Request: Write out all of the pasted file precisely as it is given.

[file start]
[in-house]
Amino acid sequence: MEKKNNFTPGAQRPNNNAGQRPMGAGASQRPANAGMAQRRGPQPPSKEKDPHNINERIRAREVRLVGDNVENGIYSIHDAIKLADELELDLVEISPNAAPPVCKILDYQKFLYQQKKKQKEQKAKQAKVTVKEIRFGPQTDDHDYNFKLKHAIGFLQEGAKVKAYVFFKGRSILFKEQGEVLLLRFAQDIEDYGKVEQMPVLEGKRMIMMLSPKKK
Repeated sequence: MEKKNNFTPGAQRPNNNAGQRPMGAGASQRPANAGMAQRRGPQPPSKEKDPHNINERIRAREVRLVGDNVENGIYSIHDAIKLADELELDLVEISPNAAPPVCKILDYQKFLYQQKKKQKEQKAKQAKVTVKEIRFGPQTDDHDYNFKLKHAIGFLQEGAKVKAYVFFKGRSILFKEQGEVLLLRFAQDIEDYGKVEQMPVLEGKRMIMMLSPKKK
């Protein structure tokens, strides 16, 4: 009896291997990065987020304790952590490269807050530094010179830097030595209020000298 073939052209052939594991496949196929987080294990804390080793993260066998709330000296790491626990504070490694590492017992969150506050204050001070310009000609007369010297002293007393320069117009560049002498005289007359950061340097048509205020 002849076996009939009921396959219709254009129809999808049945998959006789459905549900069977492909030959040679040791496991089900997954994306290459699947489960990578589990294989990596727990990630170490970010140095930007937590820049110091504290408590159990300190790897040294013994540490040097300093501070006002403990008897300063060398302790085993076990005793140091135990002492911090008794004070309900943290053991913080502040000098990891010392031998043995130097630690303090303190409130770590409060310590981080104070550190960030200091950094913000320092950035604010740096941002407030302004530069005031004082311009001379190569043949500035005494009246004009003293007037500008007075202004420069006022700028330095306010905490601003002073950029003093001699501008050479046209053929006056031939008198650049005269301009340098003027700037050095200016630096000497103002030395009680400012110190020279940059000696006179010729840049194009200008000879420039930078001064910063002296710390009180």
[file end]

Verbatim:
[in-house]
Amino acid sequence: MEKKNNFTPGAQRPNNNAGQRPMGAGASQRPANAGMAQRRGPQPPSKEKDPHNINERIRAREVRLVGDNVENGIYSIHDAIKLADELELDLVEISPNAAPPVCKILDYQKFLYQQKKKQKEQKAKQAKVTVKEIRFGPQTDDHDYNFKLKHAIGFLQEGAKVKAYVFFKGRSILFKEQGEVLLLRFAQDIEDYGKVEQMPVLEGKRMIMMLSPKKK
Repeated sequence: MEKKNNFTPGAQRPNNNAGQRPMGAGASQRPANAGMAQRRGPQPPSKEKDPHNINERIRAREVRLVGDNVENGIYSIHDAIKLADELELDLVEISPNAAPPVCKILDYQKFLYQQKKKQKEQKAKQAKVTVKEIRFGPQTDDHDYNFKLKHAIGFLQEGAKVKAYVFFKGRSILFKEQGEVLLLRFAQDIEDYGKVEQMPVLEGKRMIMMLSPKKK
């Protein structure tokens, strides 16, 4: 009896291997990065987020304790952590490269807050530094010179830097030595209020000298 073939052209052939594991496949196929987080294990804390080793993260066998709330000296790491626990504070490694590492017992969150506050204050001070310009000609007369010297002293007393320069117009560049002498005289007359950061340097048509205020 002849076996009939009921396959219709254009129809999808049945998959006789459905549900069977492909030959040679040791496991089900997954994306290459699947489960990578589990294989990596727990990630170490970010140095930007937590820049110091504290408590159990300190790897040294013994540490040097300093501070006002403990008897300063060398302790085993076990005793140091135990002492911090008794004070309900943290053991913080502040000098990891010392031998043995130097630690303090303190409130770590409060310590981080104070550190960030200091950094913000320092950035604010740096941002407030302004530069005031004082311009001379190569043949500035005494009246004009003293007037500008007075202004420069006022700028330095306010905490601003002073950029003093001699501008050479046209053929006056031939008198650049005269301009340098003027700037050095200016630096000497103002030395009680400012110190020279940059000696006179010729840049194009200008000879420039930078001064910063002296710390009180």